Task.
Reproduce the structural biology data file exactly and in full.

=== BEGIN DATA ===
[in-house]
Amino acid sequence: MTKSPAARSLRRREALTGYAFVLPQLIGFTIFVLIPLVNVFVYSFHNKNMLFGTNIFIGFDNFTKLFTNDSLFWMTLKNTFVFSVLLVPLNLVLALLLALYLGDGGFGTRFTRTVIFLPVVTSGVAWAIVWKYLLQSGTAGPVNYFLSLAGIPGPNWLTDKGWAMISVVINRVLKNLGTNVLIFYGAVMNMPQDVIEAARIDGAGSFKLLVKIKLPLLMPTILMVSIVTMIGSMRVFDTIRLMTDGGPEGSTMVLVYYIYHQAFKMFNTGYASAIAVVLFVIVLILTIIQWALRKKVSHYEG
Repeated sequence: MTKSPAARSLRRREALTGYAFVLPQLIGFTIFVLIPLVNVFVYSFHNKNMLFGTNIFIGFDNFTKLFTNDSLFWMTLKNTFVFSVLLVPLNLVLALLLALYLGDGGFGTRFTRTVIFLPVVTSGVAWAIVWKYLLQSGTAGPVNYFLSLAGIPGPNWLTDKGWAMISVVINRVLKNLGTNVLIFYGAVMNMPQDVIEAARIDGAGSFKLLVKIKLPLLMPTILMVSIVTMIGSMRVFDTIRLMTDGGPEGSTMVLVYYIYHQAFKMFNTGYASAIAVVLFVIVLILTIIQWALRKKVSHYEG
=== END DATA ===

[in-house]
Amino acid sequence: MTKSPAARSLRRREALTGYAFVLPQLIGFTIFVLIPLVNVFVYSFHNKNMLFGTNIFIGFDNFTKLFTNDSLFWMTLKNTFVFSVLLVPLNLVLALLLALYLGDGGFGTRFTRTVIFLPVVTSGVAWAIVWKYLLQSGTAGPVNYFLSLAGIPGPNWLTDKGWAMISVVINRVLKNLGTNVLIFYGAVMNMPQDVIEAARIDGAGSFKLLVKIKLPLLMPTILMVSIVTMIGSMRVFDTIRLMTDGGPEGSTMVLVYYIYHQAFKMFNTGYASAIAVVLFVIVLILTIIQWALRKKVSHYEG
Repeated sequence: MTKSPAARSLRRREALTGYAFVLPQLIGFTIFVLIPLVNVFVYSFHNKNMLFGTNIFIGFDNFTKLFTNDSLFWMTLKNTFVFSVLLVPLNLVLALLLALYLGDGGFGTRFTRTVIFLPVVTSGVAWAIVWKYLLQSGTAGPVNYFLSLAGIPGPNWLTDKGWAMISVVINRVLKNLGTNVLIFYGAVMNMPQDVIEAARIDGAGSFKLLVKIKLPLLMPTILMVSIVTMIGSMRVFDTIRLMTDGGPEGSTMVLVYYIYHQAFKMFNTGYASAIAVVLFVIVLILTIIQWALRKKVSHYEG